Motorists will face a "recipe for confusion" when new parking measures are introduced next month, according to the British Parking Association (BPA).
The organisation fears the new measures, which are to be introduced on October 1, do not go far enough and do not provide sufficient protection from rogue parking operators.
There will be a number of significant changes to the way that parking on private land is managed in the Protection of Freedoms Act, including a ban on clamping and towing away on private land, as well as a new independent appeals service.
The BPA is warning that motorists are not likely to realise that, in each case, they will not necessarily be better off than they were before.
The ban on clamping and towing away applies only on private land, and even then there are a number of further exceptions where by-laws give landowners the right to manage their parking in any way they choose.
These include car parks at railway stations, airports and port authorities.
Those within the industry have argued that the ban on clamping will not protect motorists at all and that rogue operators will simply turn their hand to illegitimate ticketing.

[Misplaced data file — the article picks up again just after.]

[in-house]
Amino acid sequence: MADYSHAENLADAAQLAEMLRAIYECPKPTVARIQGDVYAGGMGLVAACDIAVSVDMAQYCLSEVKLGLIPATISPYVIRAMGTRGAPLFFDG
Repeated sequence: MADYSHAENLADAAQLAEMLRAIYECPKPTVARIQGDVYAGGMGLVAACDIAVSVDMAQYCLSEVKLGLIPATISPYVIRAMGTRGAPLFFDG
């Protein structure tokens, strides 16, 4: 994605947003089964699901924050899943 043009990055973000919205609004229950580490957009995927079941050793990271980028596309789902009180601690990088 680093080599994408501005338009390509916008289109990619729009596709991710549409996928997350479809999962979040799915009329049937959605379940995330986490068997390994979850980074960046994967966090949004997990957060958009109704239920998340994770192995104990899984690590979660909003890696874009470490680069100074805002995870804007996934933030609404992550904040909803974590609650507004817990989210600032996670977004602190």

Chief executive of the BPA, Patrick Troy, said: "The Protection of Freedoms Act ushers in perhaps the most significant shake-up of the private parking industry ever seen in this country and there is much that we and the Government can be proud of.
"However, the regulations do not yet go far enough. An independent appeals service which is not binding on all operators is likely to be a recipe for confusion among motorists and a ban on clamping is no substitute for proper regulation of the industry.
"That being said, the new appeals service, such as it is, will provide a long overdue layer of protection for motorists who want to know that they no longer have to look to the courts for recourse when they feel that a parking enforcement notice has been unfairly issued."